Have you seen the reports that TransCanada is using NAFTA to sue the U.S. for $15 billion because the XL pipeline wasn't approved? If the TransPacific Partnership (TPP) and/or the Transatlantic Trade and Investment Partnership (TTIP) are approved we can expect more of that kind of thing. The decisions won't necessarily be made in United States courts, nor will they have to respect environmental or labor laws that get in the way of trade and profits. That's ass backwards! The economy represents intermediate phases between natural capital and human well-being (page #42), yet we have corporations that are legally obligated to maximize profits and global corporations doing their best to undermine sovereign governments so profits can be increased based on "growth."
Northern Minnesota, St. Louis River
Photo by J. Harrington
You may wonder what this has to do with Minnesota. Foreign entities are major investors in pipelines traversing Minnesota. Expansion projects are now subject to the preparation of a state Environmental Impact Statement, a decision reached by Minnesota courts. Corporations with significant ownership control by foreign investors are mining Minnesota for taconite and planning to mine for copper. The Minnesota pipeline projects may become plaintiffs similar to KXL's owners if Minnesota determines that the environmental risks are unacceptable. If the state is dragged into a trade arbitration settlement it could cost Minnesotans big bucks. My Minnesota has raised similar concerns about the outcome of the PolyMet NorthMet project. Our Iron Range is suffering in part due to a slowing of economic growth in China and reduced demand for steel. A growing global economy controlled more by international corporations than by national and state governments isn't what we need. No trade deals are better than bad trade deals, whether they're supposed to be good for agriculture, mining or forestry, they need to be good first of all for Minnesota. I still sort of like the idea that we all do better when we all do better, not just when it benefits the 1% who then let it trickle down to the rest of us. Maybe we need evaluations of international trade agreements to see how well they help attain the world's new Sustainable Development Goals, as a way to see if they help level of further tilt the playing field for world development. It's past time to think about the legacy we're leaving to future generations.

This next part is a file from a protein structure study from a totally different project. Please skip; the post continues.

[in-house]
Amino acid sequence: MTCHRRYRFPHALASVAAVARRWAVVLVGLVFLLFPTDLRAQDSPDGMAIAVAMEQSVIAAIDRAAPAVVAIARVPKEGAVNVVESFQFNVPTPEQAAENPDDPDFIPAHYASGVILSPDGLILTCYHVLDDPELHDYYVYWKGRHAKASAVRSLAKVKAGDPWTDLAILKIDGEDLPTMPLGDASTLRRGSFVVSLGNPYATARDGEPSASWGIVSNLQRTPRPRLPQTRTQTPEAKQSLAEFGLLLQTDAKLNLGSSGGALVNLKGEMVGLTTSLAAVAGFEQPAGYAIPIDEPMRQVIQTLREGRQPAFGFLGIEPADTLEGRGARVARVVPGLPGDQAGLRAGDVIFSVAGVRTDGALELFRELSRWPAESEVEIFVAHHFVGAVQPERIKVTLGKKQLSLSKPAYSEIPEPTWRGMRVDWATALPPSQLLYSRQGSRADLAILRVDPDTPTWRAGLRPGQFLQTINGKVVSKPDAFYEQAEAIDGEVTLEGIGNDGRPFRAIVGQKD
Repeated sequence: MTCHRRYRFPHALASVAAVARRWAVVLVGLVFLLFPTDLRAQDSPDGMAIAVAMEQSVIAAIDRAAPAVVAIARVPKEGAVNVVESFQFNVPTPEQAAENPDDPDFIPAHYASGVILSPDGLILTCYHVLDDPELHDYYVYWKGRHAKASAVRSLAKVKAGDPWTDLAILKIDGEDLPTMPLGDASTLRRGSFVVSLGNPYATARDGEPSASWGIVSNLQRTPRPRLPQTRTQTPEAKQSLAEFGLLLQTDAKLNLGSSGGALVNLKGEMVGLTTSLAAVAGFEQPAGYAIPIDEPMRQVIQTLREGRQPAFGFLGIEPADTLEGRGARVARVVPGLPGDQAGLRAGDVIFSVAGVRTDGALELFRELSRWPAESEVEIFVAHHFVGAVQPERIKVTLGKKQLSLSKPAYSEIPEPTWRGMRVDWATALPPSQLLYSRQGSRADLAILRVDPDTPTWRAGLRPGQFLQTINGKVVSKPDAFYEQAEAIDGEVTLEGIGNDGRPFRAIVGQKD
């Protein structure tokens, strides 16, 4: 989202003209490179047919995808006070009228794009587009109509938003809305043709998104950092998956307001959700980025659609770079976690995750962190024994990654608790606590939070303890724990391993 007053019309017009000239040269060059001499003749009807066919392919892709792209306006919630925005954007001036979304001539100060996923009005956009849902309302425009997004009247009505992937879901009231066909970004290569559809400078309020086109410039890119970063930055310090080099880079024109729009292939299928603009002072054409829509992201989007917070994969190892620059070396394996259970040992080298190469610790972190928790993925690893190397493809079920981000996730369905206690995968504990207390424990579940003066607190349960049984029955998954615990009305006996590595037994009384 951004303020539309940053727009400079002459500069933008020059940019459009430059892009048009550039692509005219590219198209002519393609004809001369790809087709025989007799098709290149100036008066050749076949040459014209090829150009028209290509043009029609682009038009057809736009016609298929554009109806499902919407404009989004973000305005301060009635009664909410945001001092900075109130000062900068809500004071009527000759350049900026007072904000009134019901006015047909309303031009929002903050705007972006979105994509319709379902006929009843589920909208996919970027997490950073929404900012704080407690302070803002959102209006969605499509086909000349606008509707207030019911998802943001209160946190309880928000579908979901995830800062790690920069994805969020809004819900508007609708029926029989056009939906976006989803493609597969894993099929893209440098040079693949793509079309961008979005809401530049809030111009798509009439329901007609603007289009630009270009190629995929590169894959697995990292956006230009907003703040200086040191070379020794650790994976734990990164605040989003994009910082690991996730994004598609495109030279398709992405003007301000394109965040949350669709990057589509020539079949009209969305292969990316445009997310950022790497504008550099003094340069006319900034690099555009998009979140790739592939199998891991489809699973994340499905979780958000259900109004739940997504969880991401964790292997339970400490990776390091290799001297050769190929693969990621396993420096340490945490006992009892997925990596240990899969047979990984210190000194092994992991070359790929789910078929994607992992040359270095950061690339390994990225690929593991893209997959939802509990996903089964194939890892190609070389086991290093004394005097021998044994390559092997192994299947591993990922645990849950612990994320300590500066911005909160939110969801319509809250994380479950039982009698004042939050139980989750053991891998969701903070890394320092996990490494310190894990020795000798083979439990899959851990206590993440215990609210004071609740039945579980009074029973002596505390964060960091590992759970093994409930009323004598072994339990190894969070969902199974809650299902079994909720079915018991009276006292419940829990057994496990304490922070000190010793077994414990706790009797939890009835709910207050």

Part of a Legacy
I take pillows outdoors to sun themas my mother did. “Keeps bedding fresh,”she said. It was April then, too—buttercups fluffing their frail sails,one striped bee humming grudges, a crinkleof jonquils. Weeds reclaimed bare ground.All of these leaked somehowinto the pillows, looking odd where theysimmered all day, the size of hams, out of placeon grass. And at night I could feelsome part of my mother still with mein the warmth of my face as I dreamedbaseball and honeysuckle, sleepingon sunlight.
Thanks for visiting. Come again when you can.
Please be kind to each other while you can.